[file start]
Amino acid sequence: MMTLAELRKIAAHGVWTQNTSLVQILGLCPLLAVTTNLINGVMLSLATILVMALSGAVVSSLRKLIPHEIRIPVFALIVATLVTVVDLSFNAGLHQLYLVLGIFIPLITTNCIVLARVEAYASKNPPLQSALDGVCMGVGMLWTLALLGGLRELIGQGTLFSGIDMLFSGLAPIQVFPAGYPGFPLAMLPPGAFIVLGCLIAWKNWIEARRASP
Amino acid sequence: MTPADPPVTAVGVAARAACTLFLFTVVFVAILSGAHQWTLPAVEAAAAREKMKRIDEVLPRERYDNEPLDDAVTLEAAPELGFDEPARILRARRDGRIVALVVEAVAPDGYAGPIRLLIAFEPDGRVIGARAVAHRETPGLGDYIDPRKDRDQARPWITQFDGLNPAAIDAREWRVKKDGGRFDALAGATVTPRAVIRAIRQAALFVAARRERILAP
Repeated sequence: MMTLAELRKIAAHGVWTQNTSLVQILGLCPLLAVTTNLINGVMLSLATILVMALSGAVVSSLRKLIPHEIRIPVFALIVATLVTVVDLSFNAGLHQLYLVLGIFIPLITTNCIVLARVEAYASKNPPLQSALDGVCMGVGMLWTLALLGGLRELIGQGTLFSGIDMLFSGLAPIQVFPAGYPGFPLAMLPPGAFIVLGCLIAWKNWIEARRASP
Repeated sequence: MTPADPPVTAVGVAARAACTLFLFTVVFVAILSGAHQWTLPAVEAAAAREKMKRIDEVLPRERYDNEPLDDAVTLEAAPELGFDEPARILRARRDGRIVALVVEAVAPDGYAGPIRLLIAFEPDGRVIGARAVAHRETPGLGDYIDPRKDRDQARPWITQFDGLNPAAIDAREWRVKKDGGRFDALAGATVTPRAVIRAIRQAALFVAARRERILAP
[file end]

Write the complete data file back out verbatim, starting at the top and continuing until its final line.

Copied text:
Amino acid sequence: MMTLAELRKIAAHGVWTQNTSLVQILGLCPLLAVTTNLINGVMLSLATILVMALSGAVVSSLRKLIPHEIRIPVFALIVATLVTVVDLSFNAGLHQLYLVLGIFIPLITTNCIVLARVEAYASKNPPLQSALDGVCMGVGMLWTLALLGGLRELIGQGTLFSGIDMLFSGLAPIQVFPAGYPGFPLAMLPPGAFIVLGCLIAWKNWIEARRASP
Amino acid sequence: MTPADPPVTAVGVAARAACTLFLFTVVFVAILSGAHQWTLPAVEAAAAREKMKRIDEVLPRERYDNEPLDDAVTLEAAPELGFDEPARILRARRDGRIVALVVEAVAPDGYAGPIRLLIAFEPDGRVIGARAVAHRETPGLGDYIDPRKDRDQARPWITQFDGLNPAAIDAREWRVKKDGGRFDALAGATVTPRAVIRAIRQAALFVAARRERILAP
Repeated sequence: MMTLAELRKIAAHGVWTQNTSLVQILGLCPLLAVTTNLINGVMLSLATILVMALSGAVVSSLRKLIPHEIRIPVFALIVATLVTVVDLSFNAGLHQLYLVLGIFIPLITTNCIVLARVEAYASKNPPLQSALDGVCMGVGMLWTLALLGGLRELIGQGTLFSGIDMLFSGLAPIQVFPAGYPGFPLAMLPPGAFIVLGCLIAWKNWIEARRASP
Repeated sequence: MTPADPPVTAVGVAARAACTLFLFTVVFVAILSGAHQWTLPAVEAAAAREKMKRIDEVLPRERYDNEPLDDAVTLEAAPELGFDEPARILRARRDGRIVALVVEAVAPDGYAGPIRLLIAFEPDGRVIGARAVAHRETPGLGDYIDPRKDRDQARPWITQFDGLNPAAIDAREWRVKKDGGRFDALAGATVTPRAVIRAIRQAALFVAARRERILAP